New York at San Diego:

That leaves two games that are better matchups. I still think the Jets have as good a team as there is in football, the best head coach in Rex Ryan, and probably the best offensive coordinator in Brian Schottenheimer. Ryan & Schottenheimer recognized the inexperience and deficiencies of rookie quarterback Mark Sanchez, and have handled him perfectly, only allowing him to throw when necessary or unexpected. Against Cincinnati, with one of the best defenses in the league, he was 12 for 15, so he showed he can play under pressure. His passes were picture perfect. He will be up against a weaker defense at San Diego than Cincinnatiís. San Diego is a team that relies on offense with a terrific quarterback in David Rivers and a Hall of Fame running back in LaDanian Tomlinson, whose backup, Darren Sproles, is only 5-6 but has a higher average per carry than LT. However, the Jets not only have the best rushing offense in the league, they also have the best defense, and donít use the nickel defense, choosing instead to put pressure on the passer, which is the only way to defense the pass. If the game comes down to Rivers and a two-minute drill, the Jets will blitz him and deprive him of the time to find an open receiver, rather than sit back with a three man rush and 8 defensive backs, a tactic that rarely works. Given enough time, any quality quarterback can find an open receiver. Football games are won on the line of scrimmage and the Jets have probably the best offensive and defensive lines in the league. I picked the Jets after opening day and I havenít changed my mind.

Arizona at New Orleans:

The second is another game in which I am emotionally involved because of Arizona. Arizonaís defense went fishing in the second half against Green Bay, and New Orleans has a more rounded offense than Green Bay, with two gifted runners to go with quarterback Drew Brees, one of the best in the league. Also, New Orleans has figured out a way to use former USC Heisman Trophy winner Reggie Bush by throwing swing passes to him to allow him to run in an open field very effectively, rather than playing him strictly as a running back. However, Arizona decimated Green Bayís defense, the second best defense in the league. New Orleanís defense is porous, to say the least, certainly not in the league with Green Bayís. Also, New Orleansí last five games have been dismal, barely beating Washington and Atlanta by 3 points each, and losing the last three in a row. But even if New Orleans was at the top of its game, I would still pick Arizona, mainly because of the Cardinalsí brilliant coach, Ken Whisenhunt, and Warner, his outstanding cadre of receivers, even without Anquan Boldin, the complicated, hard-to-defense sets they run, and a much better running game than last year. The downside is that Warner sometimes holds the ball too long and can make costly turnovers. The upside is that heís murder to blitz because he reads defenses so quickly and can spot open receivers faster and better than any quarterback in football.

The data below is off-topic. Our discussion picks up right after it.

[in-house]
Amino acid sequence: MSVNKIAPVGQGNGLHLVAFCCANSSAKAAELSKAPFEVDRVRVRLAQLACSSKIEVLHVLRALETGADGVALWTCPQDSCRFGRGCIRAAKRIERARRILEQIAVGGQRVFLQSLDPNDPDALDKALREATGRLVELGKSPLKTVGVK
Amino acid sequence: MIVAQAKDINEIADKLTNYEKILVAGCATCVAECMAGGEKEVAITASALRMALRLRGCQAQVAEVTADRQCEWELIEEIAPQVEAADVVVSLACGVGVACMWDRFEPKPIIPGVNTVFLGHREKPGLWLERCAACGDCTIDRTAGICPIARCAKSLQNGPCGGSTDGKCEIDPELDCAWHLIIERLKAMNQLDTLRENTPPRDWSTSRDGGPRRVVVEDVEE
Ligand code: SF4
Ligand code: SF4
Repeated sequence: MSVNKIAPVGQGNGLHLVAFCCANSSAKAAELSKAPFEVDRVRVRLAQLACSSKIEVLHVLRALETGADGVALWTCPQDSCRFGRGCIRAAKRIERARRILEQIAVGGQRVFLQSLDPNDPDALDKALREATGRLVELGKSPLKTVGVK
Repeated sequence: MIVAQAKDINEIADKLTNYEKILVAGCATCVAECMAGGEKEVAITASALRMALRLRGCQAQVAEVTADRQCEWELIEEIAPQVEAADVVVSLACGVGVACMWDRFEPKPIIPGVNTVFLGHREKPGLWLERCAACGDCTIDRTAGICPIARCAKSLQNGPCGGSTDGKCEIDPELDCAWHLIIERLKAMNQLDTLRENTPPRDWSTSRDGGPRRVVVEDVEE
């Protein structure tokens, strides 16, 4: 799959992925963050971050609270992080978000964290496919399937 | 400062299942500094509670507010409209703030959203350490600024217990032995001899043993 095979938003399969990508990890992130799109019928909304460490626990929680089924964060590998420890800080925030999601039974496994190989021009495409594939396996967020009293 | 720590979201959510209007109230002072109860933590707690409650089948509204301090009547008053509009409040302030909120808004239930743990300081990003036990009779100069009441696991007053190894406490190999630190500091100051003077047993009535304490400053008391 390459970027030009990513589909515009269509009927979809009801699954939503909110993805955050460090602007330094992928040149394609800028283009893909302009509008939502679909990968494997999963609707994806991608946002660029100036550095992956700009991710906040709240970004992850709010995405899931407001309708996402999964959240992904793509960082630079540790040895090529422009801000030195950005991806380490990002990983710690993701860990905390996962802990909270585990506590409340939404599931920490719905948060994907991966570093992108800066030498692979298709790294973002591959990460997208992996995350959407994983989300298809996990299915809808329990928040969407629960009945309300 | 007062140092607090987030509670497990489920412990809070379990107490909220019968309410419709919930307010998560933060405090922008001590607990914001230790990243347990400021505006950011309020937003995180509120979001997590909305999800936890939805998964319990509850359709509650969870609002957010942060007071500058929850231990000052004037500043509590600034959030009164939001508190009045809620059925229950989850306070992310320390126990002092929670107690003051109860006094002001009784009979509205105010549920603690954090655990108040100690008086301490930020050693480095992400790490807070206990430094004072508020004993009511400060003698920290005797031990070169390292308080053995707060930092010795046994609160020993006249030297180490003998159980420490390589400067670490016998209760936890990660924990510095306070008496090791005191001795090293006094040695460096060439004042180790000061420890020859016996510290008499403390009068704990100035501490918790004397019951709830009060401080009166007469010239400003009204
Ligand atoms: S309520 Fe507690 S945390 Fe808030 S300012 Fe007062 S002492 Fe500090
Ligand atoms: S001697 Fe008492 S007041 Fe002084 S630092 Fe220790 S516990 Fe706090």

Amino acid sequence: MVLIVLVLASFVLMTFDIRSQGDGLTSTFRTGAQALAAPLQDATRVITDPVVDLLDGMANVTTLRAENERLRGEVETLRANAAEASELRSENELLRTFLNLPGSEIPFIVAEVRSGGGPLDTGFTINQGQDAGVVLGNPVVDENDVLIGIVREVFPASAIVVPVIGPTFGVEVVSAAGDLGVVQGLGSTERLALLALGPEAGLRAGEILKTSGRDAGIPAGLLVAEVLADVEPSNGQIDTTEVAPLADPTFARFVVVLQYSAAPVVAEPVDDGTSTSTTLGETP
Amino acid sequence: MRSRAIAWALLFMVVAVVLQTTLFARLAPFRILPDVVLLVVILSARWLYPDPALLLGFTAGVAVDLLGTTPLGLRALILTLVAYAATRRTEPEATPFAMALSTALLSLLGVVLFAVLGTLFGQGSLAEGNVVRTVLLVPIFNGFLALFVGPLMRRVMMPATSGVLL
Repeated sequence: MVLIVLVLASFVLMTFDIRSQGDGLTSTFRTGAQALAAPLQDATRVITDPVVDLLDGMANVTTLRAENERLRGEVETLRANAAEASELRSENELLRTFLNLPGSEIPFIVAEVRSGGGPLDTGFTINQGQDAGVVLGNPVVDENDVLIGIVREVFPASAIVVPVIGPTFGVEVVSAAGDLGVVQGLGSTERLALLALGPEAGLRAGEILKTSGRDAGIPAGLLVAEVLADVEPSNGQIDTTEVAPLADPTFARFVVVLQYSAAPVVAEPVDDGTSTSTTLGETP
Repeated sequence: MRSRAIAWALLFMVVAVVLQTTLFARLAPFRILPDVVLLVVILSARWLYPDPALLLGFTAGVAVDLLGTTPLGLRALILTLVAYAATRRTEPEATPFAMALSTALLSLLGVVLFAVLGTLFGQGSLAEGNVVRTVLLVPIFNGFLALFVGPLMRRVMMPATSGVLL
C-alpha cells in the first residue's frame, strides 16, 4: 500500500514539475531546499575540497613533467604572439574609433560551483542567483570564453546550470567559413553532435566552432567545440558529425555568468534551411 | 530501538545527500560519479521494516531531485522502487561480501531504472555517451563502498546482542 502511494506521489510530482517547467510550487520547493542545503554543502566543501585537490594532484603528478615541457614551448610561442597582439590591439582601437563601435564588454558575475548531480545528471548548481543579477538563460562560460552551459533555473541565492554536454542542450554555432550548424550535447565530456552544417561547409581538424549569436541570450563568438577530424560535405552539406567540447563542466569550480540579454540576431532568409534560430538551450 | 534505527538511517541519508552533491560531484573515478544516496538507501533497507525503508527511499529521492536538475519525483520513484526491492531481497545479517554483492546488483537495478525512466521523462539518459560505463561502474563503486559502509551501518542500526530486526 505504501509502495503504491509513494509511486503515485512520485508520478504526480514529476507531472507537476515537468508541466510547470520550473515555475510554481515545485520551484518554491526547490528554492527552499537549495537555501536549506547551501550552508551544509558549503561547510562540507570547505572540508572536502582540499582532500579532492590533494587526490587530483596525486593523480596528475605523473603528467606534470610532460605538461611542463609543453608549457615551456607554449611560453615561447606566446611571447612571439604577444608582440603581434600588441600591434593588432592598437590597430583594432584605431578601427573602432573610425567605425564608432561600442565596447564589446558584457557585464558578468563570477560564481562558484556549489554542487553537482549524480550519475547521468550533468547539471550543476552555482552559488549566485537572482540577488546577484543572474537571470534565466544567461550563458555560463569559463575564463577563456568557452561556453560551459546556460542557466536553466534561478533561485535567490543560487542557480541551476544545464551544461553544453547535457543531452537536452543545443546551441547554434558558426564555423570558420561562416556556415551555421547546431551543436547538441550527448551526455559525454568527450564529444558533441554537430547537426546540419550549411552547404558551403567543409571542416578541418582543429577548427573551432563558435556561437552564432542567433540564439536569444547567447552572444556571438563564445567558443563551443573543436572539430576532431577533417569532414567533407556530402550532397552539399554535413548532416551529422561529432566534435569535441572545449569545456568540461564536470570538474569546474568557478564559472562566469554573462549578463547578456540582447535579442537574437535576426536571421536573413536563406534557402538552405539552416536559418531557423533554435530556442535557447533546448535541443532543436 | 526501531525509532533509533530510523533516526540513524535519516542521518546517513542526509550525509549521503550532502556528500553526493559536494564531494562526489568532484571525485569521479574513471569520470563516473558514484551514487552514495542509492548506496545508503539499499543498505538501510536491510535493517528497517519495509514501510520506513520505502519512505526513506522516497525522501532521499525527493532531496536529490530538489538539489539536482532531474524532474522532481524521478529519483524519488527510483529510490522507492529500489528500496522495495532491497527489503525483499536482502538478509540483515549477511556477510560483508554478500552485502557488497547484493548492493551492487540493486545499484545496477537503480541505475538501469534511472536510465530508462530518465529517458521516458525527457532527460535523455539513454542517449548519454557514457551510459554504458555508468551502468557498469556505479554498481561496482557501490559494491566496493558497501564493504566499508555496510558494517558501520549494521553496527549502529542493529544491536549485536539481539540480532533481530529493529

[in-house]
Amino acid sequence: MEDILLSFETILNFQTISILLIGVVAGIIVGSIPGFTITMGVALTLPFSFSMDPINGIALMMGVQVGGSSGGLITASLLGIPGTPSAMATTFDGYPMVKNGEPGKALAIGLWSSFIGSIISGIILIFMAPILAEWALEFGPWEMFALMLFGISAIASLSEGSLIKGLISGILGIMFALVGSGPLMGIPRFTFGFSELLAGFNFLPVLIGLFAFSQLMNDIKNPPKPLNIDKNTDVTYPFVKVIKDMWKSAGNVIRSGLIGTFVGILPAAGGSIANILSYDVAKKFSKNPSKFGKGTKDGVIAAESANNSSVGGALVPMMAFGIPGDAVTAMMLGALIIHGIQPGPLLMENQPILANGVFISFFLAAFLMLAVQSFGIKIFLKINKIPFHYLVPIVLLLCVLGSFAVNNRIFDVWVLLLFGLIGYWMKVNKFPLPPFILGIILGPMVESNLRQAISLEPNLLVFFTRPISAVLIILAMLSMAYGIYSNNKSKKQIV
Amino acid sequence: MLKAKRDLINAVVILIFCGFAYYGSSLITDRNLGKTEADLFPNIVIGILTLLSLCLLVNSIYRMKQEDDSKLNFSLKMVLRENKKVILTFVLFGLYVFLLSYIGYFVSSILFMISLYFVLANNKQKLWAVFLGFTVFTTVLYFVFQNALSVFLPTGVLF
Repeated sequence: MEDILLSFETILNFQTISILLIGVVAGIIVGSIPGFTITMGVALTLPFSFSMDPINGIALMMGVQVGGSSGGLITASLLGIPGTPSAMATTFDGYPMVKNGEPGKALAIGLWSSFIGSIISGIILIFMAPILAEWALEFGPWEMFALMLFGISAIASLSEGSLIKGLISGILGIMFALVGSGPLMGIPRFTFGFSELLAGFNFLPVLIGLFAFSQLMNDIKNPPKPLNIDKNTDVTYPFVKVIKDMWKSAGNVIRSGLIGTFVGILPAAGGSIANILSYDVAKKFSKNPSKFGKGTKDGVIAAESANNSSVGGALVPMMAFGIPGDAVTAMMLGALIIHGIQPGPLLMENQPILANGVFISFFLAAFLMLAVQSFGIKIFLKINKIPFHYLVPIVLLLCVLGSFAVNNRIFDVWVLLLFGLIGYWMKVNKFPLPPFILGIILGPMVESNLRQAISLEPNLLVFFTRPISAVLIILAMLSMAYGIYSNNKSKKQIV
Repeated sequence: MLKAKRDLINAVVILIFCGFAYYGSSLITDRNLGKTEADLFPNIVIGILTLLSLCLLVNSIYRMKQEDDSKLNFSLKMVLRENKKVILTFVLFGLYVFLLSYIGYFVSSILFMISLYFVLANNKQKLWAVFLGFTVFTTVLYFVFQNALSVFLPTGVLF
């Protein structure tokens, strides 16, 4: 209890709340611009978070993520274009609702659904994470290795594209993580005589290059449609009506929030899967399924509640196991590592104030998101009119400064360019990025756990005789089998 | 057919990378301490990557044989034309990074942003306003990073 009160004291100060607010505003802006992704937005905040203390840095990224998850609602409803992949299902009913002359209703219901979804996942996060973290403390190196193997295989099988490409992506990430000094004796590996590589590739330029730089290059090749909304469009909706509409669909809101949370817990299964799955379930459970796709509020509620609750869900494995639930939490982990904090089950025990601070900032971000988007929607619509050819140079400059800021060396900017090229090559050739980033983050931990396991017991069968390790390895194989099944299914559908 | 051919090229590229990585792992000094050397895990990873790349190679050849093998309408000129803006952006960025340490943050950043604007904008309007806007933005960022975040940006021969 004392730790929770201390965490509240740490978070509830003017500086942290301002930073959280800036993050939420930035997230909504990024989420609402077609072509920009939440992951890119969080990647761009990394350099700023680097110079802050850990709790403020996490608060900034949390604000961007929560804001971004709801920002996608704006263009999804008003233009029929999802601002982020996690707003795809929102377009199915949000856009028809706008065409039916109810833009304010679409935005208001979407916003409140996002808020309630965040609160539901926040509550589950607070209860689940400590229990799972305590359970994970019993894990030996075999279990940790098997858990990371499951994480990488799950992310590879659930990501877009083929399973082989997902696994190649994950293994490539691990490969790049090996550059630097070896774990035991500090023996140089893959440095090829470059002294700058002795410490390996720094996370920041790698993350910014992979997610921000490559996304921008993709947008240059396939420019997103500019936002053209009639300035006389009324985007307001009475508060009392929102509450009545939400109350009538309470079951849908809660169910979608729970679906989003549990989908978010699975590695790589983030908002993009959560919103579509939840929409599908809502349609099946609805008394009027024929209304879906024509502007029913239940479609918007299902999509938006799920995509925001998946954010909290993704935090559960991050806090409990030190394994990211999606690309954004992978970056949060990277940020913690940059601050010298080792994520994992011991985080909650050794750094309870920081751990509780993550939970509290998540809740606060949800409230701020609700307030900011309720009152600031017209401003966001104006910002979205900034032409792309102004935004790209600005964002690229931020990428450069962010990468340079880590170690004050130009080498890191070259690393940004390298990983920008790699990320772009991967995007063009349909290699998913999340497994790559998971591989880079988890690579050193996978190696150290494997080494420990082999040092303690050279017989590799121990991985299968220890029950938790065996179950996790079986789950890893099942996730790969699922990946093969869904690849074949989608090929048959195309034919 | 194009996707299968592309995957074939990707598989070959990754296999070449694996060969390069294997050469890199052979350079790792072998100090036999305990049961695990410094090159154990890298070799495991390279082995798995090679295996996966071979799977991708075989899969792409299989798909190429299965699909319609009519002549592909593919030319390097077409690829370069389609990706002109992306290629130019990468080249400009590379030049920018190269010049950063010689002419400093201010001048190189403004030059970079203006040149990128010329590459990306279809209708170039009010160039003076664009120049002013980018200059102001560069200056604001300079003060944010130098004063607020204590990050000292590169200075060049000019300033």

January 12, 2010